Thirdly and finally, our approach to the police will not be the hands-off, push-blame-out and take-no-leadership approach we see under the Tories, who cut 20,000 police and were surprised when the arrest rate plummeted. We will have an active Home Office that enables our police to do their jobs to the highest standards, with no more excuses.

There is a careful balance between the right for people to protest and gather, and the right of others to go about their daily business. It is paramount that we protect public infrastructure, our national life and our communities from serious disruption, just as it is paramount that we protect the freedom to protest.

The coronation of King Charles III, which I was privileged to attend, involved the largest police effort ever undertaken, and I pay tribute to the police officers who ensured that so many people were able to safely enjoy such a historic occasion. However, there were problems with a handful of people being arrested under the new law and held for hours, who had been trying to protest or even trying to attend the coronation. We had warned the Government again and again that their measures were too broad, and it would seem we were right.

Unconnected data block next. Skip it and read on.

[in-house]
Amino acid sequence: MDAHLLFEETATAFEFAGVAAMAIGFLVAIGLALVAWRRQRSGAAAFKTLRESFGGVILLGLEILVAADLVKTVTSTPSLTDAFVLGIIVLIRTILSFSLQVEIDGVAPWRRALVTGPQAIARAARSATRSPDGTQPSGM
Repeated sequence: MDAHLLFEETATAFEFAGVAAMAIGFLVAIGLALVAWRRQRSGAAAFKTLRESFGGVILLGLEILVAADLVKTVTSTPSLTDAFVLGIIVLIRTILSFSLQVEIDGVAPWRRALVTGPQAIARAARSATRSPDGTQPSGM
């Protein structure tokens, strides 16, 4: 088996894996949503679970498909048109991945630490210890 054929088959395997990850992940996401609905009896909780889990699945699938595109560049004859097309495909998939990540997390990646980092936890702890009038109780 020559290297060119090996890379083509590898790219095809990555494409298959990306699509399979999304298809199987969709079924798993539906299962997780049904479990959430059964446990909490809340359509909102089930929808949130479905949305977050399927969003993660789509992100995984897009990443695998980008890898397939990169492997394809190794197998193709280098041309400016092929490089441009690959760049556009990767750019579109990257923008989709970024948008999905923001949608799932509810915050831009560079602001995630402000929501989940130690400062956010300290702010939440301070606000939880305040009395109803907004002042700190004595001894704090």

Some protests go too far—I make no apologies for saying that. To see a painting splattered with paint: too far. To see ambulances blocked on roads: too far. The Labour party has always stood with the people of this country in saying that such disruptive activities are unacceptable. It is our job as legislators to come up with proposals that solve problems, not create them.

It is also our job to be serious about governing and not to throw political stunts. We refuse to be drawn into the political games of two parties that are paralysed by crises of their own making. On every single one of the 20 or more occasions that I have stood in the Chamber to debate these Bills, Labour has demonstrated our serious approach to legislation. We do not take our responsibilities as the Opposition lightly, and we will not take our responsibilities lightly in government.